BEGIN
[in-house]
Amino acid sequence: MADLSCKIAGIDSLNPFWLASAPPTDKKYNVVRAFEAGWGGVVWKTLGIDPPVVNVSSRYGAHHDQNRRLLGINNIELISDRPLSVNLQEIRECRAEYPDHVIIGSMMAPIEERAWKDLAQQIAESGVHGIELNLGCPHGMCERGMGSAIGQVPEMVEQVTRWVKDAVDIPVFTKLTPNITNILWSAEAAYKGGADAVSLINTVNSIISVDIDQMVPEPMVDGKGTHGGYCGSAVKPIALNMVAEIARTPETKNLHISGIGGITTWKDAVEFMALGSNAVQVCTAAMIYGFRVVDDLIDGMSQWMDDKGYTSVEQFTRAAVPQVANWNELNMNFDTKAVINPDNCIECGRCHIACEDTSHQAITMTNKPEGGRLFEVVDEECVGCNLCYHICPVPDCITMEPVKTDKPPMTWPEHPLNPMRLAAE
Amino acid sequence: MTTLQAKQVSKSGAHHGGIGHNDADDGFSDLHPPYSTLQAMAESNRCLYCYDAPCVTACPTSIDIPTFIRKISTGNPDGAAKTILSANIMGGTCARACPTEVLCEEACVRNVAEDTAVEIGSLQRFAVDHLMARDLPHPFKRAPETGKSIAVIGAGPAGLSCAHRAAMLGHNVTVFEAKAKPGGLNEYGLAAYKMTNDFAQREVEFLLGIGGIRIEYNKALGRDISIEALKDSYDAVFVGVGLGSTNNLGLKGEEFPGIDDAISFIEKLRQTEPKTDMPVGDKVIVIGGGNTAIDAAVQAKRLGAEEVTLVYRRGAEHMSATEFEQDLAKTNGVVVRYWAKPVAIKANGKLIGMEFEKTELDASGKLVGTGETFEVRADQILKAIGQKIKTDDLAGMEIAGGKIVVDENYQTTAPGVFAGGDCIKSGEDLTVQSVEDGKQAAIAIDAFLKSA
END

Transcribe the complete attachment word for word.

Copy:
[in-house]
Amino acid sequence: MADLSCKIAGIDSLNPFWLASAPPTDKKYNVVRAFEAGWGGVVWKTLGIDPPVVNVSSRYGAHHDQNRRLLGINNIELISDRPLSVNLQEIRECRAEYPDHVIIGSMMAPIEERAWKDLAQQIAESGVHGIELNLGCPHGMCERGMGSAIGQVPEMVEQVTRWVKDAVDIPVFTKLTPNITNILWSAEAAYKGGADAVSLINTVNSIISVDIDQMVPEPMVDGKGTHGGYCGSAVKPIALNMVAEIARTPETKNLHISGIGGITTWKDAVEFMALGSNAVQVCTAAMIYGFRVVDDLIDGMSQWMDDKGYTSVEQFTRAAVPQVANWNELNMNFDTKAVINPDNCIECGRCHIACEDTSHQAITMTNKPEGGRLFEVVDEECVGCNLCYHICPVPDCITMEPVKTDKPPMTWPEHPLNPMRLAAE
Amino acid sequence: MTTLQAKQVSKSGAHHGGIGHNDADDGFSDLHPPYSTLQAMAESNRCLYCYDAPCVTACPTSIDIPTFIRKISTGNPDGAAKTILSANIMGGTCARACPTEVLCEEACVRNVAEDTAVEIGSLQRFAVDHLMARDLPHPFKRAPETGKSIAVIGAGPAGLSCAHRAAMLGHNVTVFEAKAKPGGLNEYGLAAYKMTNDFAQREVEFLLGIGGIRIEYNKALGRDISIEALKDSYDAVFVGVGLGSTNNLGLKGEEFPGIDDAISFIEKLRQTEPKTDMPVGDKVIVIGGGNTAIDAAVQAKRLGAEEVTLVYRRGAEHMSATEFEQDLAKTNGVVVRYWAKPVAIKANGKLIGMEFEKTELDASGKLVGTGETFEVRADQILKAIGQKIKTDDLAGMEIAGGKIVVDENYQTTAPGVFAGGDCIKSGEDLTVQSVEDGKQAAIAIDAFLKSA